Straw Bale Gardening

I have been a huge Square Foot Gardening fan for many years but my wife recently turned me on to a new gardening method called “Straw Bale Gardening” she learned about online from sites like Pinterest and Garden Web.  I was super resistant to trying it out as we have always had such great results with the Square Foot method and probably would have never got around to trying it out if it wasn’t for Bethany.  I was traveling for work one week in early 2016 and when I came home Bethany had completely set up a straw bale garden in our backyard.  This post documents the entire process with pictures and even a time lapse video.

Bethany ordered the Straw Bale Gardening book off of Amazon and then she just followed the steps exactly as outlined in the book.

She picked up the wheat straw bales locally from Cherokee Feed and Seed but you can find them at most any large garden center store.  The book stresses the importance of preparing the bales.  One of the steps includes a recommendation to sprinkle milorganite on top of the bales and water the particles of milorganite into the bales with a heavy watering each day for the duration specified in the book.

Bethany was faithful to this process and I believe its part of the reason we had such great results.

While Bethany was working on getting the bales ready she had me working on the automatic watering system and the vertical growing hardware.  I ran a hose from the house down towards the garden.  I then connected an Orbit Automatic Watering System to the end of the hose and then a network of soaker hoses to the timer.

For the vertical growing I installed twenty 7 foot Green Studded Tee Fence posts.  I then took 2x4s and cut a small notch in the top of each side using a circle saw.  I pulled the notches down on top of the fence posts.  To keep the boards in place I drilled a small hole several inches from each end and then ran a wire through the hole and tied the end of the board to the top of the fence post.  The book shows this in detail if you’d like to see an example.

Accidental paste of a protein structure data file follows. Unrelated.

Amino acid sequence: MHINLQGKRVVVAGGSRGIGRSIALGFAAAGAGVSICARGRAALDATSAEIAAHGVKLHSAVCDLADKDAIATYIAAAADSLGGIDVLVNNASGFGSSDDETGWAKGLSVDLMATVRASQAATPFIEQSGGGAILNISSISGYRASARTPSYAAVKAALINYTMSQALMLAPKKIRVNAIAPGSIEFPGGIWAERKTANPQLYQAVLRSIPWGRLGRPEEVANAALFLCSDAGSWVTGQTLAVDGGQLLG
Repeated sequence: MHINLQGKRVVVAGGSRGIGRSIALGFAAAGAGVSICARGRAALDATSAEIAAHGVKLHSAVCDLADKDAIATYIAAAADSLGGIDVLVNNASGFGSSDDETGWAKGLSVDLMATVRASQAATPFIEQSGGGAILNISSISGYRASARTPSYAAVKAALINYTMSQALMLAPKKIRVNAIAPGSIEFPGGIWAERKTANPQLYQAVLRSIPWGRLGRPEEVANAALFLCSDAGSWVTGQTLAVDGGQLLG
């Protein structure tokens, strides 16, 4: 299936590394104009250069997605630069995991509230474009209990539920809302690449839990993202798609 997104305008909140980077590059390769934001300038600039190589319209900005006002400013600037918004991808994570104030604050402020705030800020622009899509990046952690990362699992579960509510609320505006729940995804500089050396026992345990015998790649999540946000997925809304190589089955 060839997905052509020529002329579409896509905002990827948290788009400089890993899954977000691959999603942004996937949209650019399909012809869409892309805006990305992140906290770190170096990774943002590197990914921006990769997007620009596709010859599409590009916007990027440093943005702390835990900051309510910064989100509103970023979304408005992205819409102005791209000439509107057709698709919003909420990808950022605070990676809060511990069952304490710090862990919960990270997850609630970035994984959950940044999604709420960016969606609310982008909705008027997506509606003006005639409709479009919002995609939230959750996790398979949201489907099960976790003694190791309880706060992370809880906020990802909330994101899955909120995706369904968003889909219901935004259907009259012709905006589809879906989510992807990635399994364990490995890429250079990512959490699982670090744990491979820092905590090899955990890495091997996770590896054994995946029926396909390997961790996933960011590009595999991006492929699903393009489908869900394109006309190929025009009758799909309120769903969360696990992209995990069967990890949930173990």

Once the bales were prepped and the soaker hose and vertical gardening hardware were in place we planted a large variety of vegetables and melons.  We planted some crops from seed we purchased from Baker Creek Heirloom Seed Company and some from transplants we picked up from our local greenhouse & nursery.

Here is a list of what  we planted:

  • Watermelon
  • Cantaloupe
  • Thai Purple Long Beans
  • Pole Beans
  • Edamame
  • Pumpkins
  • Gourds
  • Squash
  • Zucchini
  • Tomatoes (many varieties)
  • Okra
  • Strawberries
  • Onions
  • Garlic
  • Peppers (many varieties)
  • Cabbage
  • Cucumbers
  • I’m sure I’m forgetting some things

Beautiful day in the garden

A post shared by Anthony and Bethany (@wholesteading) on

Everything grew extremely well and we had wonderful harvests on almost a daily basis once the garden was established.  Here is an example of just one day’s harvest:

You can check out our Instagram feed for more pictures of the garden and examples of things grown in the bales.  We also captured a time lapsed video of our Straw Bale Garden growing:

We are in the process of preparing this year’s garden now.  We will try to capture better pictures this year and we will move the time lapse camera closer to the garden this season.

We had a great time learning this new approach to gardening and we are happy to answer any questions you have about Straw Bale Gardening.  Please leave a reply with your questions and comments.  Thanks! Anthony

4 thoughts on “Straw Bale Gardening”

    1. I think it was the milorganite. It has a smell when you first put it down and I think it was enough to keep the deer away. We had no fence, no other chemicals, etc…and every morning we would see deer over on the other side of the backyard but they never ventured near the garden.

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